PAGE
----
Publication Date

1998

Document Type

Dissertation/Thesis

First Advisor

Mason, Joseph A.

Degree Name

M.S. (Master of Science)

Department

Department of Geography

LCSH

Riparian plants--Illinois||Floods--Illinois||Rivers--Illinois||Stream ecology--Illinois||Landforms--Illinois

Abstract

The relationship between fluvial landforms and vegetation patterns is characterized by zones of vegetation groups parallel to the stream channel arranged along a gradient of flood frequency. This paper examines the spatial pattern of riparian vegetation as it is influenced by fluvial landforms and the distance/elevation from a stream in Northern Illinois. When vegetation is predominately found on a fluvial surface with a known flood frequency, vegetation can be used to predict flood frequency where hydrologic data are scarce. Data were collected along transects perpendicular to the stream from the active floodplain to the water’s edge at the curve of a meander bend and at points downstream and upstream of the bend. Microtopography and surface soil particle size were determined visually. Vegetation composition was recorded through line-intercept sampling. Results showed that some species and types of vegetation are site specific. Surfaces closest to the channel bed were dominated by species more tolerant of fluvial processes. Vegetation nearest the water’s edge upstream of the meander bend appeared to be more tolerant of flooding than vegetation at the downstream site.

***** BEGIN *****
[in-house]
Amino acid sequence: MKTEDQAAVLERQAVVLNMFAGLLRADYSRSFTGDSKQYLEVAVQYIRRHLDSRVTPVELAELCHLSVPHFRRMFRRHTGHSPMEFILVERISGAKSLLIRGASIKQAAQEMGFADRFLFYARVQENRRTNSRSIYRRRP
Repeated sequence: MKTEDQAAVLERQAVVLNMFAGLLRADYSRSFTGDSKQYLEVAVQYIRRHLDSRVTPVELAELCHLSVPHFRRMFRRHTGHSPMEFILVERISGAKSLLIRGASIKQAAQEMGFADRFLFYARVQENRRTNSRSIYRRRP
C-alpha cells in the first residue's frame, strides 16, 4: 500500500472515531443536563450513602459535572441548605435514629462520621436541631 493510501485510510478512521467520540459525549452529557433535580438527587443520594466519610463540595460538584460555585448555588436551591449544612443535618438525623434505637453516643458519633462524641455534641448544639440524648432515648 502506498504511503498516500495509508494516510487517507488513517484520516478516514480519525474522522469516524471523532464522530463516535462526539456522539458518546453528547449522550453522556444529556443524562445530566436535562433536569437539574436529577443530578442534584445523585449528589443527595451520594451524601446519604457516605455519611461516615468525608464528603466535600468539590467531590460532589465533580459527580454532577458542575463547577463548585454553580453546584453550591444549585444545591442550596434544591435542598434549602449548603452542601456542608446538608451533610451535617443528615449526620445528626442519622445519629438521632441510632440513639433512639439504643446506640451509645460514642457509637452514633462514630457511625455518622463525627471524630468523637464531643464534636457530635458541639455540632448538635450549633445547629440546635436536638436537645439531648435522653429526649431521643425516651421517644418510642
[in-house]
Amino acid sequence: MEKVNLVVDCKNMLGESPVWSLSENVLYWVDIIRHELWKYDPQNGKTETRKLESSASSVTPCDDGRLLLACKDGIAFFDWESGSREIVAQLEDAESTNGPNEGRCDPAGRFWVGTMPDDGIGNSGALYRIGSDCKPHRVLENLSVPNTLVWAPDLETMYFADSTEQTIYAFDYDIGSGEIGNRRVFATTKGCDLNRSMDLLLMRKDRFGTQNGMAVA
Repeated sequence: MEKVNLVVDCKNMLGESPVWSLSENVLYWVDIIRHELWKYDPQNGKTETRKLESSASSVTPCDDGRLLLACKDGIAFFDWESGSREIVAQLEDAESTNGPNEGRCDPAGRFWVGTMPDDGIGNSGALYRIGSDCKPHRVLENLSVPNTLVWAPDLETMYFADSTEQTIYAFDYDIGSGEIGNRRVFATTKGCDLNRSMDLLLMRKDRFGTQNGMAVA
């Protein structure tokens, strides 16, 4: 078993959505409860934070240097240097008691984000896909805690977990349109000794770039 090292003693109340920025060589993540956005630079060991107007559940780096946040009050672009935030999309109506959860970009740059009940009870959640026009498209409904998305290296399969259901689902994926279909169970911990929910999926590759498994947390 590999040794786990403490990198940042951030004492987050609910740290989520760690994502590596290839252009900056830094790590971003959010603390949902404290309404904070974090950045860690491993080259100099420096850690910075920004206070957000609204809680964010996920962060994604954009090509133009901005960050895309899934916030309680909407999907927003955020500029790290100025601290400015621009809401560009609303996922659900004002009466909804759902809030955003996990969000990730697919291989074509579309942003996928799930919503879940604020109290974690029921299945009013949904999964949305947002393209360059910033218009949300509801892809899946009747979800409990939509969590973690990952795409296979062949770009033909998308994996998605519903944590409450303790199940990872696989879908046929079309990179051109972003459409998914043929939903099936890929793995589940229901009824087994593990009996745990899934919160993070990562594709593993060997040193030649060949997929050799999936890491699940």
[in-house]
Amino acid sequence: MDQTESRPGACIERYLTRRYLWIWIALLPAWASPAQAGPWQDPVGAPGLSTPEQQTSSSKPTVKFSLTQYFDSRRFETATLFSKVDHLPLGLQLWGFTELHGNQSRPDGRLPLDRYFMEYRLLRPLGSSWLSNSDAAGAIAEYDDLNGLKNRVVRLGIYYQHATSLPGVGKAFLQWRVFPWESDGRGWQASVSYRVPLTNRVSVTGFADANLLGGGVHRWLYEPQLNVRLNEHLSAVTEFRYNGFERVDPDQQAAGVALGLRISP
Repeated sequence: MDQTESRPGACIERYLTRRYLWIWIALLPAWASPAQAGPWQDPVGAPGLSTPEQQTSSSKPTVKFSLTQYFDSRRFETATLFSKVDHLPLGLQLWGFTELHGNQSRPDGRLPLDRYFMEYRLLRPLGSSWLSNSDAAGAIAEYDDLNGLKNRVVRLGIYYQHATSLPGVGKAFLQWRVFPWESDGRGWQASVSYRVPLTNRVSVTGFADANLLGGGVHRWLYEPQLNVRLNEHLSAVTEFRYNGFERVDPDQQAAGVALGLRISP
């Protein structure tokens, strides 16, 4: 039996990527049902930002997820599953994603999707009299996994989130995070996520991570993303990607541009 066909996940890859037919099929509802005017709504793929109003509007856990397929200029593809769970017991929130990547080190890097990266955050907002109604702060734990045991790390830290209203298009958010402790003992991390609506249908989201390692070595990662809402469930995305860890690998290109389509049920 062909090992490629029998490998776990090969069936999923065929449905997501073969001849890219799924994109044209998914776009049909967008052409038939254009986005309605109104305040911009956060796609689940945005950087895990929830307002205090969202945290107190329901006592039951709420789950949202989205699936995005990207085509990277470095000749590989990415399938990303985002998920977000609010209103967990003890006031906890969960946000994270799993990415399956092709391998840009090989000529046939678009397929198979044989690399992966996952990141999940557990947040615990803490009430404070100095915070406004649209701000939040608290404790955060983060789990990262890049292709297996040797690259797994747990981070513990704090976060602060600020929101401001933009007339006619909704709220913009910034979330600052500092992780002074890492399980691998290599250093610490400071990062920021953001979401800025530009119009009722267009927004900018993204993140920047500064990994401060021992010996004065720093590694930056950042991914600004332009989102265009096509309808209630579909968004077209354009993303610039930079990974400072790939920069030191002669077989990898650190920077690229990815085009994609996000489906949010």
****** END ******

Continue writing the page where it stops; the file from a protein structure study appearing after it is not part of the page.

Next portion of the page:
Comments

Includes bibliographical references (pages [40]-42)

Extent

v, 47 pages

Language

eng

Publisher

Northern Illinois University

Rights Statement

In Copyright

Rights Statement 2

NIU theses are protected by copyright. They may be viewed from Huskie Commons for any purpose, but reproduction or distribution in any format is prohibited without the written permission of the authors.

Media Type

Text

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